"History is written by the victors." - Winston Churchill
(Not everything I write will come from Holzman and Nieforth's Deceptions and Doublecross: How the NHL Conquered Hockey - actually, quite a bit doesn't - but it's a good bet that this book will have influenced it. Seriously - go get a copy and read it. It's good. Wikipedia is also your friend.)
1914-15 - The rest of the season that was
While the posts to date have dealt with the controversies that hit Eddie Livingstone's Ontarios/Shamrocks in 1914-15 (though that was nothing compared to what was coming), it should be noted that he made a number of pretty substantial improvements to his team that season.
In terms of the standings, the overall improvement wasn't really that much, from 4-16 to 7-13 (and from last place to second-last). When you look at it closely, though, the team was 4-3 early and played quite well before the controversies hit in mid-season. Their overall goal differential was also greatly improved, standing at -20 (up from -57 the year before). They also had the makings of a good young core, which the old team had never really had.
We've talked about a number of the players already - Tommy Smith, the McNamaras, Corb and Cy Denneny (well, more about Cy later). There were two other acquisitions of note - Skene Ronan and Percy LeSueur.
(Skene Ronan as a Hab - via www.legendsofhockey.net )
Skene Ronan was a veteran pro. Another player who'd spent time with the old Toronto Professionals of the Trolley League, Skene's best season had come with Ottawa in 1911-12, where he scored 35 goals in 18 games. He'd pot another 36 over the next two seasons before being sent to Toronto on Christmas Day, 1914.
Skene led the Ontarios/Shamrocks in scoring in 1914-15. Tommy Smith obviously would have led them, but Skene was able to pass him by virtue of playing the entire season in Toronto.
He'd play half a season with Livingstone's new team, the Blueshirts, in 1915-16 before being sent off to the Habs, where he'd help win their first Cup.
(LeSueur in Ottawa in the glory years - via upload.wikimedia.org )
Percy LeSueur was Livingstone's other big acquisition. Other than Tommy Smith, he was the biggest name added to the team.
Percy had been the goaltender for a Smiths Falls team that had challenged the might Silver Seven for the Stanley Cup in 1906. He impressed so much that a little over a week later, he was playing for Ottawa in another Cup defense against the Wanderers. They lost that one (though Percy won his start), but would win again in 1909, 1910 and 1911. Percy would backstop them all the way through 1914.
By now, though, Percy was getting on a little bit. He was 33 and Ottawa had a kid named Clint Benedict in the wings. Livingstone sent veteran Fred Lake to Ottawa and got himself a goaltender.
Percy's number's weren't great-looking, but much as Grant Fuhr came to Toronto and gave the Leafs a chance, Percy kept them in games. The Shamrocks gave up almost a full goal per game less with LeSueur in there. The Shamrocks were in a couple of blowouts that greatly influenced his numbers there. 45 of the 96 goals he'd give up came in just four games.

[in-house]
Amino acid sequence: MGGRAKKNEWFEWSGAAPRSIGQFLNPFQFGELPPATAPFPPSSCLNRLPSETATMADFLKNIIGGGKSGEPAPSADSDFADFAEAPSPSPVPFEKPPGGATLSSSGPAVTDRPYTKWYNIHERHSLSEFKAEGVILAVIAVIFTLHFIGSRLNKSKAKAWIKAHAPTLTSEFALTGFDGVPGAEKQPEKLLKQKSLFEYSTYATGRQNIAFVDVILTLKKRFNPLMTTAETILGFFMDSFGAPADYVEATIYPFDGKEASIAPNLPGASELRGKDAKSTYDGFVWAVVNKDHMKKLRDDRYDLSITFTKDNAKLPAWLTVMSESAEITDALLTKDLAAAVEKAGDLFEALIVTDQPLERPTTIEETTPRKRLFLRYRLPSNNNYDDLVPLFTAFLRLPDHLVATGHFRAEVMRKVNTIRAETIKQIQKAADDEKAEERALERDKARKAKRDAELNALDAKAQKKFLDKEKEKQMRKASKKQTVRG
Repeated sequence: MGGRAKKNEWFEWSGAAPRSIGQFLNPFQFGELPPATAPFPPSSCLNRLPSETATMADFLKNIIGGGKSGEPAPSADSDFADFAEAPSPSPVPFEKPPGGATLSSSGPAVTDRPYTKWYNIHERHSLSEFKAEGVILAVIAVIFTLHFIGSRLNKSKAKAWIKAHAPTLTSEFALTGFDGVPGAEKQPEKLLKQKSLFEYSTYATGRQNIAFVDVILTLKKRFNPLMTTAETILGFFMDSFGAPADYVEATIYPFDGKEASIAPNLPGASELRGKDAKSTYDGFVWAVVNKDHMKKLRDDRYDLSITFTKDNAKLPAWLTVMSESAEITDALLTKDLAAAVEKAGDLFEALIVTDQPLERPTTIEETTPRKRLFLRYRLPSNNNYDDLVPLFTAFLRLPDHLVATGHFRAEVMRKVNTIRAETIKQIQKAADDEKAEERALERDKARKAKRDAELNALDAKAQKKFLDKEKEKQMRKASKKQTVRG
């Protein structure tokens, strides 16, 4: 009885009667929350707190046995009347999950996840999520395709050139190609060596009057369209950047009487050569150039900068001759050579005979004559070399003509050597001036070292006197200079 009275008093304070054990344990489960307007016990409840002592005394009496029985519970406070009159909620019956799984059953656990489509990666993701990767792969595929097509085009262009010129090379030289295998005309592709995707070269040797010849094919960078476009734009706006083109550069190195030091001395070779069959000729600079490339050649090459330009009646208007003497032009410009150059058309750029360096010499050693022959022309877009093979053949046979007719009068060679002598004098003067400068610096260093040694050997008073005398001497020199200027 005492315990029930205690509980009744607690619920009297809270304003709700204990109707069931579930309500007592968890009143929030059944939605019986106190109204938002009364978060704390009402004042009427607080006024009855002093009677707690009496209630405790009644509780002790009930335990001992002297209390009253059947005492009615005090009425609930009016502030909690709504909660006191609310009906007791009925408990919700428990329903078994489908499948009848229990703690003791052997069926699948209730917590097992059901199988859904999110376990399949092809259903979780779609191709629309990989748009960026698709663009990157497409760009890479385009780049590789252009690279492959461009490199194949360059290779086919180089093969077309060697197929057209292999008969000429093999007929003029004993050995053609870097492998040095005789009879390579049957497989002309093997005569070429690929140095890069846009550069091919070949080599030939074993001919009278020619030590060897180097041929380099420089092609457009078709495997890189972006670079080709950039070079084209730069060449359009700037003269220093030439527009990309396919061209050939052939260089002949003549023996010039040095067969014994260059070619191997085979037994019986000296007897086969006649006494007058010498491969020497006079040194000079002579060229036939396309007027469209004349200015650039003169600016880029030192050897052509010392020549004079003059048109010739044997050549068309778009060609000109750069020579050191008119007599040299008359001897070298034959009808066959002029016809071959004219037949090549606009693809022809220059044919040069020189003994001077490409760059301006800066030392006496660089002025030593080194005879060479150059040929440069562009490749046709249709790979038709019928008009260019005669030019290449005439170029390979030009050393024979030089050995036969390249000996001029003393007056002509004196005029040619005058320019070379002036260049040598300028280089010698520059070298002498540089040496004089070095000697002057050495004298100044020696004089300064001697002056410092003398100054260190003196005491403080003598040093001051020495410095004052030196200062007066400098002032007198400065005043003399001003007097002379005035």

He would play 1915-16 with the Blueshirts, then enlisted in the army and never played again.
Later on, he was part of the first "Hot Stove Club" on the early HNIC radio broadcasts.
The Ontarios Become the Shamrocks
The other odd thing to happen to the team in 1914-15 was a mid-season name change. The Ontarios wore bright orange uniforms, which in Toronto in those days was a politically significant colour (a badge of Protestantism). It didn't sit that well with some of the Irish Catholic players on the team and they approached Livingstone about the possibility of changing the team name and colours. Some time in January, the bright orange Ontarios became the (presumably green) Shamrocks, sort of a precursor to the St. Patricks of the 1920s.
Livingstone was quoted in the papers as saying that the team had been playing well, and if they wanted this and it would help them win, it was all fine by him (that's a really poor paraphrase, but the gist is there).
Looking at their game results, the only time they were arguably playing well was the three-game win streak from Jan 9-16, 1915 that put them at 4-3 on the season. (The change pretty much has to be in January, as Smith, leaving the team on the 29th, referred to the team as the Shamrocks.)
After that hot streak, there was the trouble with the rights to Tommy Smith (leading to the forced trade on Jan 29) and the whole kerfuffle with the defaulted game on Feb 3, when the three McNamaras had to head home to their sick father's bedside. The Shamrocks also had to get Cy Denneny in and up to speed as Smith's replacement.
Once the smoke had cleared, they managed to split their last six games. In between, though, they lost seven straight (including the cheesy default game). The net result was a team that went 7-13, and probably about 3-10 as the Shamrocks.
Not exactly the luck of the Irish.
1914-15 TORONTO ONTARIOS/SHAMROCKS (from Leafstats, which seems to have vanished. Thank goodness for the internet wayback machine....)
|Skene Ronan||18||21||4||25||55||Percy Lesueur||19||7||12||0||1205||96||5.03||0|
Next - Livvy buys ANOTHER team, and look, it's raiding again. Uh oh.